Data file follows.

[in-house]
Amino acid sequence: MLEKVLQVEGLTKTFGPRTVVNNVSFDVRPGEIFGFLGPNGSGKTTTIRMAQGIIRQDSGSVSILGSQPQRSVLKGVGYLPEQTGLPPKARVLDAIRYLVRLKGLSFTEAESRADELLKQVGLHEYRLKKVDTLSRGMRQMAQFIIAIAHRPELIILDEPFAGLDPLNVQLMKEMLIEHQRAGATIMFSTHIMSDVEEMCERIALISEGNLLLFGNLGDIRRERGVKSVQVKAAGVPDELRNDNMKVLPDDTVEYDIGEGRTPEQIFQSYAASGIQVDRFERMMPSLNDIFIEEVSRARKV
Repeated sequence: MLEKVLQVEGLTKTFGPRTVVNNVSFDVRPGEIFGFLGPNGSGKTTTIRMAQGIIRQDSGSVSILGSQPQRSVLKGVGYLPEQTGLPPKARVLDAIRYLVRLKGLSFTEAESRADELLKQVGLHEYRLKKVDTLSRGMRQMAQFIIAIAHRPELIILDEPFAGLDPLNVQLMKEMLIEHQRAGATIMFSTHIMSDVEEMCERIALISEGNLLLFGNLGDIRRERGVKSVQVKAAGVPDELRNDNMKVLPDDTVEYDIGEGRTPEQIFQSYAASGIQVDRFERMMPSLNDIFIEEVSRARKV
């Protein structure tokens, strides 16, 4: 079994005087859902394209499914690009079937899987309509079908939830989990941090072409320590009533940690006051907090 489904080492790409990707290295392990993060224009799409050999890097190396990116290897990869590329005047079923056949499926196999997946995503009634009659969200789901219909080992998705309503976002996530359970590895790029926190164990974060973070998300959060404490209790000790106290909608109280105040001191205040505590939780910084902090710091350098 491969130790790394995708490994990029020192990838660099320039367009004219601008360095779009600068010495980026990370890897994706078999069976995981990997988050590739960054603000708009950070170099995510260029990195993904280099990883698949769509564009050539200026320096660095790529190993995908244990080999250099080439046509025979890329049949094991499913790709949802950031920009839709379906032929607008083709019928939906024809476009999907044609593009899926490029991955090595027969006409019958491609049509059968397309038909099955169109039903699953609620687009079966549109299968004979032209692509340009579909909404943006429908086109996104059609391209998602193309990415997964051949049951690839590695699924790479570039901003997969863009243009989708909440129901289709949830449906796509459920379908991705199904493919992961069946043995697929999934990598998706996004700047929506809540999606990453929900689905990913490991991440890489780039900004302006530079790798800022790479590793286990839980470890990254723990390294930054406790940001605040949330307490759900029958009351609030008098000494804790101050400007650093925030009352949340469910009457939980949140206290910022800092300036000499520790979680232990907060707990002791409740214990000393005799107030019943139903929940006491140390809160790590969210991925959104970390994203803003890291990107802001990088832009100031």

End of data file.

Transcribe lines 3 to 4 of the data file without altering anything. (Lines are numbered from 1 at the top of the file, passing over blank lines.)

Repeated sequence: MLEKVLQVEGLTKTFGPRTVVNNVSFDVRPGEIFGFLGPNGSGKTTTIRMAQGIIRQDSGSVSILGSQPQRSVLKGVGYLPEQTGLPPKARVLDAIRYLVRLKGLSFTEAESRADELLKQVGLHEYRLKKVDTLSRGMRQMAQFIIAIAHRPELIILDEPFAGLDPLNVQLMKEMLIEHQRAGATIMFSTHIMSDVEEMCERIALISEGNLLLFGNLGDIRRERGVKSVQVKAAGVPDELRNDNMKVLPDDTVEYDIGEGRTPEQIFQSYAASGIQVDRFERMMPSLNDIFIEEVSRARKV
């Protein structure tokens, strides 16, 4: 079994005087859902394209499914690009079937899987309509079908939830989990941090072409320590009533940690006051907090 489904080492790409990707290295392990993060224009799409050999890097190396990116290897990869590329005047079923056949499926196999997946995503009634009659969200789901219909080992998705309503976002996530359970590895790029926190164990974060973070998300959060404490209790000790106290909608109280105040001191205040505590939780910084902090710091350098 491969130790790394995708490994990029020192990838660099320039367009004219601008360095779009600068010495980026990370890897994706078999069976995981990997988050590739960054603000708009950070170099995510260029990195993904280099990883698949769509564009050539200026320096660095790529190993995908244990080999250099080439046509025979890329049949094991499913790709949802950031920009839709379906032929607008083709019928939906024809476009999907044609593009899926490029991955090595027969006409019958491609049509059968397309038909099955169109039903699953609620687009079966549109299968004979032209692509340009579909909404943006429908086109996104059609391209998602193309990415997964051949049951690839590695699924790479570039901003997969863009243009989708909440129901289709949830449906796509459920379908991705199904493919992961069946043995697929999934990598998706996004700047929506809540999606990453929900689905990913490991991440890489780039900004302006530079790798800022790479590793286990839980470890990254723990390294930054406790940001605040949330307490759900029958009351609030008098000494804790101050400007650093925030009352949340469910009457939980949140206290910022800092300036000499520790979680232990907060707990002791409740214990000393005799107030019943139903929940006491140390809160790590969210991925959104970390994203803003890291990107802001990088832009100031």